Sudan’s Clashing Forces Sign Commitment to Allow Aid In, but Not a Truce

The warring parties in Sudan could not agree to a cease-fire, but signed a commitment to allow deliveries of humanitarian aid and to restore some services for residents battered by nearly four weeks of intense fighting, two senior U.S. administration officials said on Thursday.

The deal, brokered by diplomats from the United States and Saudi Arabia after six days of talks in Jeddah, fell short of the negotiators’ original goal of reaching a truce. It was cast instead as a “declaration of commitment to protect the civilians of Sudan.” The goals of the pact include delivering humanitarian aid, restoring essential services, withdrawing fighters from hospitals and clinics and allowing residents to safely bury the dead.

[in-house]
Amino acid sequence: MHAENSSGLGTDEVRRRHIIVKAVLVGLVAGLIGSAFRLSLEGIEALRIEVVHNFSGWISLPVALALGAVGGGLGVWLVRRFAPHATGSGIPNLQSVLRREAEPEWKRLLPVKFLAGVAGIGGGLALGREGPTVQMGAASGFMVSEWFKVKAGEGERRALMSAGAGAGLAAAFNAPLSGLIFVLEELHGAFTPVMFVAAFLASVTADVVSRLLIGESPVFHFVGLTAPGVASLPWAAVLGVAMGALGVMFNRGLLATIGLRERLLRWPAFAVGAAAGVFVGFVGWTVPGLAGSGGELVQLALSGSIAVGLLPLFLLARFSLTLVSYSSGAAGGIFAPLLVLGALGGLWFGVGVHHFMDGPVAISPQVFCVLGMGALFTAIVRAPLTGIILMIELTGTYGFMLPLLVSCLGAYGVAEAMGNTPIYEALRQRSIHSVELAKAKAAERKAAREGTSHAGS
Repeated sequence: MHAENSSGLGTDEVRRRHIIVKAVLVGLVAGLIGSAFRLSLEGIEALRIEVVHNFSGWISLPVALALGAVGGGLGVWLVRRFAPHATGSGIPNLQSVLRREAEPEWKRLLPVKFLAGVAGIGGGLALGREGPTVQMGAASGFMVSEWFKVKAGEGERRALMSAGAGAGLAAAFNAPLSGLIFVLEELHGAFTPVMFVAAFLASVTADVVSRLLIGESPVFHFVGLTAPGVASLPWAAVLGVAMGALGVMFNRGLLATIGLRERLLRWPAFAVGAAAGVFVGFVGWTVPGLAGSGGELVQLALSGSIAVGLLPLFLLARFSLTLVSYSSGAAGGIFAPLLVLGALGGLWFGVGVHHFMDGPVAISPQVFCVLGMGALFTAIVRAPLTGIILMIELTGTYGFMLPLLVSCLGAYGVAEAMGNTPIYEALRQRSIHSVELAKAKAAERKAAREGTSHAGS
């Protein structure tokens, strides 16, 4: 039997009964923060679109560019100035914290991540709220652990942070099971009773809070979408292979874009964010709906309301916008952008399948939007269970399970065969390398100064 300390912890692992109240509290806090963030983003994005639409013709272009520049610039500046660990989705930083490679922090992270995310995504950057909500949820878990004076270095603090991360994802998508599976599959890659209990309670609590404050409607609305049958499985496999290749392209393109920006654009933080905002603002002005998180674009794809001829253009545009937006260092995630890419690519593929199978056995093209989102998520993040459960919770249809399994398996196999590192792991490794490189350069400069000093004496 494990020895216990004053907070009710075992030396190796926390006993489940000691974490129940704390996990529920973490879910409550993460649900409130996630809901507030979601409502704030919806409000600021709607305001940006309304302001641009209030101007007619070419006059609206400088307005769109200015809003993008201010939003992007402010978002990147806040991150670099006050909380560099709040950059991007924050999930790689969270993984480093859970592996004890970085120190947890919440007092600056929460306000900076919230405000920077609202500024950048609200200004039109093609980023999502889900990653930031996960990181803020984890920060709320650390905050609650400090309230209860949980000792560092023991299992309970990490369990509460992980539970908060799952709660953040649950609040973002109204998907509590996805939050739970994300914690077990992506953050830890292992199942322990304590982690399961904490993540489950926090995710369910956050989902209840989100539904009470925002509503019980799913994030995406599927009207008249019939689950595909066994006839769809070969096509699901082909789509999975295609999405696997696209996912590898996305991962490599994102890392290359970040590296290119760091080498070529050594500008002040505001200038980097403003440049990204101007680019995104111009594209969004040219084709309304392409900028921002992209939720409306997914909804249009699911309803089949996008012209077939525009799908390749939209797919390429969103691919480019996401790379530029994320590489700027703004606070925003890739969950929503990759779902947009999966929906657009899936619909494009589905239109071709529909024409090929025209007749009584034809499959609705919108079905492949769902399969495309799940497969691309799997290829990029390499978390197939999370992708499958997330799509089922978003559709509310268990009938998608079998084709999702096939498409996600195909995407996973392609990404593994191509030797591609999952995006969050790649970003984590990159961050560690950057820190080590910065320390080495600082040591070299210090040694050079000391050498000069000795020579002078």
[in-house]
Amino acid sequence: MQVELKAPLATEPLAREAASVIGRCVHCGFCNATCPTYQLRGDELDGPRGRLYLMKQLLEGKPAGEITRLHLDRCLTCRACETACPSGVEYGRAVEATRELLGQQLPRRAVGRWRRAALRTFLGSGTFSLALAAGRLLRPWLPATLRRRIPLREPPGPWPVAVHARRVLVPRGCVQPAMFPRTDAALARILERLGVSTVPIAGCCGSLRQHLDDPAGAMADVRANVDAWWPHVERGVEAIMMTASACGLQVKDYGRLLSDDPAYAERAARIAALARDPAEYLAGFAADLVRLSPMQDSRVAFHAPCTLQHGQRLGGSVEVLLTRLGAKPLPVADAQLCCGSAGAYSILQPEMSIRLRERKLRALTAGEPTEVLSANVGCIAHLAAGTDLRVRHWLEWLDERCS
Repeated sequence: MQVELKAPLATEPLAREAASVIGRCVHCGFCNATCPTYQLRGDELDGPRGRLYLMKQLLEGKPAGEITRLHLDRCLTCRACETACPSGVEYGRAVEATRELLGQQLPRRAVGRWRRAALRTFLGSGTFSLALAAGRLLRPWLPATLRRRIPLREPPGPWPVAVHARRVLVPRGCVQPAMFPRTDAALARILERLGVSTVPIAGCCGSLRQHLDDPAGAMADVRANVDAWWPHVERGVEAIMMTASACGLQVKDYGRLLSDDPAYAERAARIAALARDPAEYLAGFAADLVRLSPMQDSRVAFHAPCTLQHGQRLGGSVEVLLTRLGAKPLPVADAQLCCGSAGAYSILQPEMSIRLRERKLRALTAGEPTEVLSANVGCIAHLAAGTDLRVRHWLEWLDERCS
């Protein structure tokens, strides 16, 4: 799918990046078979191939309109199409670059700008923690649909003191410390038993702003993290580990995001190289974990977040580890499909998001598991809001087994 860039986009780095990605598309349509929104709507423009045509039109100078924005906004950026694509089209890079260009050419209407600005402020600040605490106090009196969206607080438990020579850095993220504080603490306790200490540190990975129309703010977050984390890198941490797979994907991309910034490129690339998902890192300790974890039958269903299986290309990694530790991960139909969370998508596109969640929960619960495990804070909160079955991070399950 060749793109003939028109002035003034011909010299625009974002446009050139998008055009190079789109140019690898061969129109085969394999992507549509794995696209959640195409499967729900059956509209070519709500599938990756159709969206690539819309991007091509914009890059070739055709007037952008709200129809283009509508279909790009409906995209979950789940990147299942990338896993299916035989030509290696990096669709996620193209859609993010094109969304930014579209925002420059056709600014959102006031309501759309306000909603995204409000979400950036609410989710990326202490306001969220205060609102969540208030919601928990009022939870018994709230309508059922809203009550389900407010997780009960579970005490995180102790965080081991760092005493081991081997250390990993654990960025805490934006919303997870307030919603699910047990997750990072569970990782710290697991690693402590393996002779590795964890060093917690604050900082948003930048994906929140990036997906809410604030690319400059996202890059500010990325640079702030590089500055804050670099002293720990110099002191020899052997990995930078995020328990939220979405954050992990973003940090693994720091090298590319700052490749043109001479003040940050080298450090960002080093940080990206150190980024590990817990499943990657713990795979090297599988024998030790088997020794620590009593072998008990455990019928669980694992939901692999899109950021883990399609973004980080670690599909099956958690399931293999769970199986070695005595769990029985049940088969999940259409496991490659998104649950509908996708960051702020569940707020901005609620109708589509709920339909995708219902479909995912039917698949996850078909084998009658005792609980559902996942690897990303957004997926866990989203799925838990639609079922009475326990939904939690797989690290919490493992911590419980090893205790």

The northeastern African nation of Sudan, with a population of 48 million people, has been ripped apart since conflict broke out on April 15 between the forces of two rival generals, Gen. Abdel Fattah al-Burhan, who controls the Sudanese military, and Lt. Gen….

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This article was written by Declan Walsh and Michael Crowley and originally published on